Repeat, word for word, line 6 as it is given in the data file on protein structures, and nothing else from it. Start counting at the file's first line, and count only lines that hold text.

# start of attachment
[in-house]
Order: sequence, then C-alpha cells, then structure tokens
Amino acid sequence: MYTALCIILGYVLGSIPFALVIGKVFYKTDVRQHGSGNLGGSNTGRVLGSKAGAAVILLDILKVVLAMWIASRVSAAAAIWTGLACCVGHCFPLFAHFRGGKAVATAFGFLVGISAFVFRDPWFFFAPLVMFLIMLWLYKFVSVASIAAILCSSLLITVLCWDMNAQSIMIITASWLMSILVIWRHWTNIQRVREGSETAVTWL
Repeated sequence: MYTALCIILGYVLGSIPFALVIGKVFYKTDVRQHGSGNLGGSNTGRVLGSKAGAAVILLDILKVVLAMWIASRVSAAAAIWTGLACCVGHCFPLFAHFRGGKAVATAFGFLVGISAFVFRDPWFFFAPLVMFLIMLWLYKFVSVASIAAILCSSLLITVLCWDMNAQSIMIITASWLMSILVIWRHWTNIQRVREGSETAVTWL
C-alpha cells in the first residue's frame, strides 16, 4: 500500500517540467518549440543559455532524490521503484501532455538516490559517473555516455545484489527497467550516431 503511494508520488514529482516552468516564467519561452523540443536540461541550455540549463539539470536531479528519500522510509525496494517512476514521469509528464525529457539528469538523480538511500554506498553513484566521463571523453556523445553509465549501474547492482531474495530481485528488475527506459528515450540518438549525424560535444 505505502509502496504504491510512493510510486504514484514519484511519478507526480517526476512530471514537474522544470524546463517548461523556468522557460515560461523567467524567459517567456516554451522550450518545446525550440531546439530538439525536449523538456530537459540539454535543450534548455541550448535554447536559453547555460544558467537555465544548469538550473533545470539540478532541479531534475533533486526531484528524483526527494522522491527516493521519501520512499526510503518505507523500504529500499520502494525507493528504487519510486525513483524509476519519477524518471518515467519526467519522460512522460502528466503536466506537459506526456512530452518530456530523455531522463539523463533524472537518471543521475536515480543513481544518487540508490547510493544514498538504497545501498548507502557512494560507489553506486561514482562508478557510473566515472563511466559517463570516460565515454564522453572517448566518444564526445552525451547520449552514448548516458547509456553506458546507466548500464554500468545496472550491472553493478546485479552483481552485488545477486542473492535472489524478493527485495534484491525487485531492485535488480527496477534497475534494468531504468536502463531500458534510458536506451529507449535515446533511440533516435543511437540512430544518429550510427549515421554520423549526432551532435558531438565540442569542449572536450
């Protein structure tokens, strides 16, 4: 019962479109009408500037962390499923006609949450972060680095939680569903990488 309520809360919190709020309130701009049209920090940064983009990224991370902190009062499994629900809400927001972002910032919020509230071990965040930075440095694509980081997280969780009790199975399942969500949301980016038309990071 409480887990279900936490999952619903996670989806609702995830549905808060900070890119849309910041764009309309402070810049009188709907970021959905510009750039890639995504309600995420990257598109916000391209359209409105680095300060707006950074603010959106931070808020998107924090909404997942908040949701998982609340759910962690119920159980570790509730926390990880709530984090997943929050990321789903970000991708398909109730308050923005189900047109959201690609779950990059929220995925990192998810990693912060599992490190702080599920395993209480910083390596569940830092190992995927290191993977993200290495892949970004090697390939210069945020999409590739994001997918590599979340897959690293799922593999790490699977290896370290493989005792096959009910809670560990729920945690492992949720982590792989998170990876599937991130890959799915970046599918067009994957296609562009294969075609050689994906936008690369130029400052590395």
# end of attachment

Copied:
């Protein structure tokens, strides 16, 4: 019962479109009408500037962390499923006609949450972060680095939680569903990488 309520809360919190709020309130701009049209920090940064983009990224991370902190009062499994629900809400927001972002910032919020509230071990965040930075440095694509980081997280969780009790199975399942969500949301980016038309990071 409480887990279900936490999952619903996670989806609702995830549905808060900070890119849309910041764009309309402070810049009188709907970021959905510009750039890639995504309600995420990257598109916000391209359209409105680095300060707006950074603010959106931070808020998107924090909404997942908040949701998982609340759910962690119920159980570790509730926390990880709530984090997943929050990321789903970000991708398909109730308050923005189900047109959201690609779950990059929220995925990192998810990693912060599992490190702080599920395993209480910083390596569940830092190992995927290191993977993200290495892949970004090697390939210069945020999409590739994001997918590599979340897959690293799922593999790490699977290896370290493989005792096959009910809670560990729920945690492992949720982590792989998170990876599937991130890959799915970046599918067009994957296609562009294969075609050689994906936008690369130029400052590395």